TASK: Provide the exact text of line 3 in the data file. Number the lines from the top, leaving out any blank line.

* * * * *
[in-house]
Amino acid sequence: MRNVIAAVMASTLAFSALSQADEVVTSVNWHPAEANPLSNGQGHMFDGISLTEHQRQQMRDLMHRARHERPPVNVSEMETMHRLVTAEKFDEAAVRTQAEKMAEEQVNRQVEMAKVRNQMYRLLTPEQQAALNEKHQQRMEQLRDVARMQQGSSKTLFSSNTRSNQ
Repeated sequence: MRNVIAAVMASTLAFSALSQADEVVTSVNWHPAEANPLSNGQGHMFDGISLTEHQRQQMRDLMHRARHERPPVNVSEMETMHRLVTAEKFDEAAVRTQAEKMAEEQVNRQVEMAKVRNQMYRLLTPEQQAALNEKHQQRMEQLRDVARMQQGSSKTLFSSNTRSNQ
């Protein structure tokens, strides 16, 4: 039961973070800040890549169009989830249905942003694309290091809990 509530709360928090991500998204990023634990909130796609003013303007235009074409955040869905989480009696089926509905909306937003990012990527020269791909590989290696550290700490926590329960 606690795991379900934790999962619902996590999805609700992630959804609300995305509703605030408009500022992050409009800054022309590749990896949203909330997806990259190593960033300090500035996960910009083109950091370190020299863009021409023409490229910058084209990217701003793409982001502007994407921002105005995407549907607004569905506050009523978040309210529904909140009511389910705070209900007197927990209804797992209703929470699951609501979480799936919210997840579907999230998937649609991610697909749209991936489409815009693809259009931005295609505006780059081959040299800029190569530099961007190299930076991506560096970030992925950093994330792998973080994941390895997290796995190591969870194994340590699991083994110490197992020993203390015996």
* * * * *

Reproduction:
Repeated sequence: MRNVIAAVMASTLAFSALSQADEVVTSVNWHPAEANPLSNGQGHMFDGISLTEHQRQQMRDLMHRARHERPPVNVSEMETMHRLVTAEKFDEAAVRTQAEKMAEEQVNRQVEMAKVRNQMYRLLTPEQQAALNEKHQQRMEQLRDVARMQQGSSKTLFSSNTRSNQ